- Fabric acts as skin, and covers almost all of the body of a stitchpunk. It can be found in various types and patterns. While fabric is not the sturdiest substance in the world, and can be damaged, it is flexible and can stretch, allowing for a great range of movement. Damage can be repaired by stitching or the addition of a patch. Overall, the fabric of stitchpunks is sensitive to touch.
- Auditory Sensors: All stitchpunks have auditory sensors located on each side of the head, where human ears are located. They are hidden beneath the fabric of the skin, but are vital in picking up sounds and determining their origin.
- Wiring: The structure underneath the skin of the head consists of wiring that connects from the auditory sensors and runs down through the neck to the main processor.
- The upper torso contains groups of circuits and wires which allow the main mechanics of stitchpunks to function properly. Prominent features include a voice box, which allows speech, and an adapter plug for connecting with the talisman. Protecting the vital components are two sets of ribs that branch out from either side of the spine and stop to leave an open space at the front to allow access. All of these noted structures, including the inside of the fabric, are very sensitive to touch, and stimuli can cause a pleasurable sensation. Conversely, the sensitivity can cause pain if components are damaged or handled roughly. Stitchpunks who are carrying have the child’s soul attached to theirs within the torso. For more information, see the page on stitchpunk pregnancy.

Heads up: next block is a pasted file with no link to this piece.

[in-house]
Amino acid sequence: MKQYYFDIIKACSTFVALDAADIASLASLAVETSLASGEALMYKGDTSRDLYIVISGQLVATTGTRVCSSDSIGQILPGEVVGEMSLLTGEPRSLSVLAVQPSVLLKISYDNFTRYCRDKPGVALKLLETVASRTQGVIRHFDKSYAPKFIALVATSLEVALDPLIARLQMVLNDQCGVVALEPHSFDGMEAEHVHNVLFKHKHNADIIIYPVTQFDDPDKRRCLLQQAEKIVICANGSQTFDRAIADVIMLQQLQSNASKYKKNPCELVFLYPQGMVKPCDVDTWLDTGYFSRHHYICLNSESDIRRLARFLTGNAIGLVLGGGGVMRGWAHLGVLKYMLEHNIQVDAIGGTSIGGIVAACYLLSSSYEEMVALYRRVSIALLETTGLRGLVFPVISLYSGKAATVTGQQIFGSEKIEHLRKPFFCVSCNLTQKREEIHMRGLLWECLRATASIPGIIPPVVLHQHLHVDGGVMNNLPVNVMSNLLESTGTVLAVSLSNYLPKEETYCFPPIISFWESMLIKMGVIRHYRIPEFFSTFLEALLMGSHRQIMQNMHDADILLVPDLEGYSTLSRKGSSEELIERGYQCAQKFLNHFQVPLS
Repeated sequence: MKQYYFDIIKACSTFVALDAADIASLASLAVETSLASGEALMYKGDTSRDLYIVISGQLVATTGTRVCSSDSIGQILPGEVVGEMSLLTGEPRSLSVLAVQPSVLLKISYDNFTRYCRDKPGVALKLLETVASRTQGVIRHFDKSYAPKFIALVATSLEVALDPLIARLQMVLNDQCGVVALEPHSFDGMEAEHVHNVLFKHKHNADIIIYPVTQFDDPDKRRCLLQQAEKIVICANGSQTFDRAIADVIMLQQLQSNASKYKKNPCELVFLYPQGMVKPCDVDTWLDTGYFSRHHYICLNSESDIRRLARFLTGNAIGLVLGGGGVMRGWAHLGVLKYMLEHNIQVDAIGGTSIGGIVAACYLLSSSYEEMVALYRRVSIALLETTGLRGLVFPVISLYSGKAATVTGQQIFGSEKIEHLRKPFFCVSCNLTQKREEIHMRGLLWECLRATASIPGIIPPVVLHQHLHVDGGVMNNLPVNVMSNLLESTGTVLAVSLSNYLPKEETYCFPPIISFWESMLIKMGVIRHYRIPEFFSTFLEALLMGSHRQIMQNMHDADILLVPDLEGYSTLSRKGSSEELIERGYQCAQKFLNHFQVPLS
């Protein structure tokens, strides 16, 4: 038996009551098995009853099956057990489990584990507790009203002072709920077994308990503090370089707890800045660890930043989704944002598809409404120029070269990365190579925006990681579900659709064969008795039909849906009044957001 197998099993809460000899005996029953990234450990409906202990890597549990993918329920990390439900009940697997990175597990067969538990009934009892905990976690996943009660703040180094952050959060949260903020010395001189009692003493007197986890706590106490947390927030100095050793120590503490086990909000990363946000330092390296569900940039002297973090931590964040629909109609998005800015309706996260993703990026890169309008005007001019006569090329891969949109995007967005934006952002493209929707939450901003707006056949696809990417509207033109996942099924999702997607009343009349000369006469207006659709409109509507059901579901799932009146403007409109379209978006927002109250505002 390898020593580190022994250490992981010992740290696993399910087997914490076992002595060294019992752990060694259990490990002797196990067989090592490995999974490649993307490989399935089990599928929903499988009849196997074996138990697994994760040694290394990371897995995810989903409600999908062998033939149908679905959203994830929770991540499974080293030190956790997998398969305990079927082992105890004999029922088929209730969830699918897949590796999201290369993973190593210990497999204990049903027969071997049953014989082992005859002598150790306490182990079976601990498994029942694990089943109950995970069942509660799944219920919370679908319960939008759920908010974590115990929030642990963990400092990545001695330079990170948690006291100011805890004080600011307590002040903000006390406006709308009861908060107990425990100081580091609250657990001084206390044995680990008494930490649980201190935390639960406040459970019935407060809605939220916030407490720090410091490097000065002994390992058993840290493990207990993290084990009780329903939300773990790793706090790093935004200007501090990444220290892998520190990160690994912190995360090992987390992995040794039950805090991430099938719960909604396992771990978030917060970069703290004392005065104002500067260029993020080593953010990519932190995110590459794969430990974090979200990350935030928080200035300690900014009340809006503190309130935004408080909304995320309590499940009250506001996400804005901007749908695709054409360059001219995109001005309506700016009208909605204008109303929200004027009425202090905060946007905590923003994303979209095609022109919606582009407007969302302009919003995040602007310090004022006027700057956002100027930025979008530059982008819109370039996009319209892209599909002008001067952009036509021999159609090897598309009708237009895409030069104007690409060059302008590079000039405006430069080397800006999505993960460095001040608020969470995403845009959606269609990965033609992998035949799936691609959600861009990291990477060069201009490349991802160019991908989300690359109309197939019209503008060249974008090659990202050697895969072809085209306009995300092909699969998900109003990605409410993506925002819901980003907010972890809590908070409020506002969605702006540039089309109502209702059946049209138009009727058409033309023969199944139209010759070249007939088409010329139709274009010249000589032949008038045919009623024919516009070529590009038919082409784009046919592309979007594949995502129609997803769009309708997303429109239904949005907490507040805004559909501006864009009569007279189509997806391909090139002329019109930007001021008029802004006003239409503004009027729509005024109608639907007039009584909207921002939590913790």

Most stitchpunks have openings in the front of their torsos, but there are those who are designed with openings in the back. These differences are more than simply external; the internal structure of the torso must change dramatically for the point of access to be of any use.
- Front Openings: Stitchpunks with openings in the front have the common design of ribs that run virtually parallel to each other, and almost perpendicular to the spine. Their circuitry, voice box, adapter plug, and other components all face forwards, and are fixed in their positions. They can be easily reached due to the gap in the ribs.
- Back Openings: Those who are designed with openings in the back, however, are built quite differently. The point of access is from behind, and the usual parallel rib design would bar attempts to reach the internal structure. Instead, all of the ribs steam from a common, single point (the back of the base of the neck), and extend diagonally downwards to curl around the front and connect to each other. The components within the ribcage face towards the back, save the voice box, which must face forwards to allow stichpunks to speak in the direction they are facing. In order to be both used, and repaired, the voice box is held on a vertical axis, which can swivel around to face either way, and can be locked into a single position.